These students, each now in college, are honest, and self-reflective. I found them quite amazing in the way they could articulate their answers.
|Nov 26, 2018|
77: Laura Gauld: Inner Leadership: What does it mean? How does it happen?
Our podcast today will explain the answers to the above questions, as we talk with Laura Gauld, Head of School and President of the Hyde School Organization.
Hyde School’s Inner Leadership Program, where the journey of your unique potential begins, is the promise to all students who graduate from the school. There are five deliverables within this promise:
Listen to this podcast and hear how these deliverables are accomplished at Hyde School.
|Nov 19, 2018|
76: Lisa Walker: A Step Parent is just as Important as a “Real” Parent
“When it comes to being a step parent, there isn’t one right way, because every family dynamic is different. You’re marrying the package: you’re marrying ex-spouses; you’re marrying the kids…; the right way is your way for you.”
~ Lisa Walker
The above quote is just a small piece of the wonderful wisdom you’ll hear on step-parenting in this podcast with Lisa Walker. When she married, he had a son in the ninth grade; the boy’s mother was very much in the picture, and as biological parents they had a fear of holding their son accountable.
As a step parent, Lisa learned that standing up for her own values was the thing that would most help her step son. An adult now, he’s told her this mattered; that he is the man he is today, in part, because of her love and respect for him.
|Nov 12, 2018|
75: Deborah Roffman: Becoming Your Kids’ ‘Go-To’ Person about Sex, Part 2
"Clear limits and boundaries aren’t just nice or good for children and teens; they’re bedrock.”
~ Deborah Roffman: Talk To Me First: Everything You Need to Know to Become Your Kids’ “Go-To” Person about Sex.
In part two of our series with Debbie Roffman, she teaches us the importance of the five-piece suit of parenting, mentioned briefly in part one. Those five parts are:
She emphasizes the importance of letting our kids know, clearly, what our values are, in all aspects of life including sexuality; of “being the parent;” and to communicate the humanity of being sexual with another human being.
Debbie is referred to by her colleagues as the most articulate professional voice in the US on the need for broad-based human sexuality education. She works with parents, schools and students all across the country.
You can find her at www.talk2mefirst.com.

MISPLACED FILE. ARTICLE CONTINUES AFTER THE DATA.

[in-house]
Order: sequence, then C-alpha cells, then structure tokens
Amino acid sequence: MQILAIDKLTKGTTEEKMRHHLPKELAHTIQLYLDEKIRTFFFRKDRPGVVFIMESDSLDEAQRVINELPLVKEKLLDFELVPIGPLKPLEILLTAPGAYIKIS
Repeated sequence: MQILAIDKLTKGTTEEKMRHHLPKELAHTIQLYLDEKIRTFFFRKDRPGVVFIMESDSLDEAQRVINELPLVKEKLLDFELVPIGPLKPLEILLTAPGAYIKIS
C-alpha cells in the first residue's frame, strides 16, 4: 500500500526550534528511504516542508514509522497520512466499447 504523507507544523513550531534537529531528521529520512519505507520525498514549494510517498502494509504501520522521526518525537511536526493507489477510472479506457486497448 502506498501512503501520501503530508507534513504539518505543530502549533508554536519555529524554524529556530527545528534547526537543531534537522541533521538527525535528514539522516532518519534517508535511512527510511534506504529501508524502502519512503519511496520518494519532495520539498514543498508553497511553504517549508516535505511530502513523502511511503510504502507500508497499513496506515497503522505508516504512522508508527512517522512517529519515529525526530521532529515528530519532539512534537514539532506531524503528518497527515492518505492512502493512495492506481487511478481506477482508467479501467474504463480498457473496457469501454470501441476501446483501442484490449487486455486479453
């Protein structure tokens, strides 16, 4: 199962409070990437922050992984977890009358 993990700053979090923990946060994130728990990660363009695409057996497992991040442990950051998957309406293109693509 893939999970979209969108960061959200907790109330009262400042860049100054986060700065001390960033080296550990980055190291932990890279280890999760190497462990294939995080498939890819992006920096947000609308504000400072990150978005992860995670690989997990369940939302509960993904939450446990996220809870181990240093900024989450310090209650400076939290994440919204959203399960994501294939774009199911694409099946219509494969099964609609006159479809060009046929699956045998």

|Nov 05, 2018|
74: Deborah Roffman: Becoming Your Kids’ ‘Go-To’ Person about Sex Part 1
Are you looking for a “way in” to have the sex talk with your teen?
Deborah Roffman has the answers for us in her book, Talk to Me First: Everything You Need to Know to Become Your Kids’ “Go-To” Person about Sex.
In the preface of her book she writes: “What I hope you’ll discover most of all, if you haven’t already, is the joyfulness to be found in educating and guiding your children around this most central and amazing part of our humanity.”
In the first of a two-part series Debbie explains why it’s so important for our kids to hear information about sexuality from a trusted adult first, and where they go when the information isn’t from that person.
Debbie publishes widely throughout national media, and does workshops and trainings for teachers, parents, counselors and students at schools and organizations across the country. In 2016 she was named as one of Time Magazine’s 16 Top Parenting Experts for the 21st Century.
You can find her at www.talk2mefirst.com.
|Oct 29, 2018|
73: Geri Goldstein: Integrity as a Catalyst for Change
“Integrity is a way you live your life, a way you make decisions every day, and how you treat others… it’s the little things you do that get seen as the bigger things.” ~ Geri Goldstein
Geri’s comment, above, comes from experience. There was an “elephant” in the living room in her family; after years of enabling others in the family, Geri found within herself what it took to speak the truth about it.
This story has an uplifting and positive ending, thanks to Geri’s integrity and courage, and the entire family’s ability to ask others for help.
Don’t miss this one!
|Oct 22, 2018|
72: Amy Lang: Gender, Sexual Attraction, and your Teen
“Do your kids know more about gender and sexual attraction than you do?”
Amy Lang, of Birds and Bees and Kids (www.birdsandbeesandkids.com), and the author of Birds and Bees and YOUR Kids, and Dating Smarts: What EVERY teen needs to know to date, relate or wait!, joins us for a second podcast – this time about gender, sexual attraction, what it means to be gender fluid, what is cisgender? Pansexual? And more…
“Trust your child to know their gender, even if it doesn’t conform to the gender they were assigned at birth and may not make sense to you. Gender is not about what genitals a person has, but who they know themselves to be in their heart.”
Amy is starting her own podcast which will be a Q & A podcast; phone her at 206-926-1522 and leave your questions.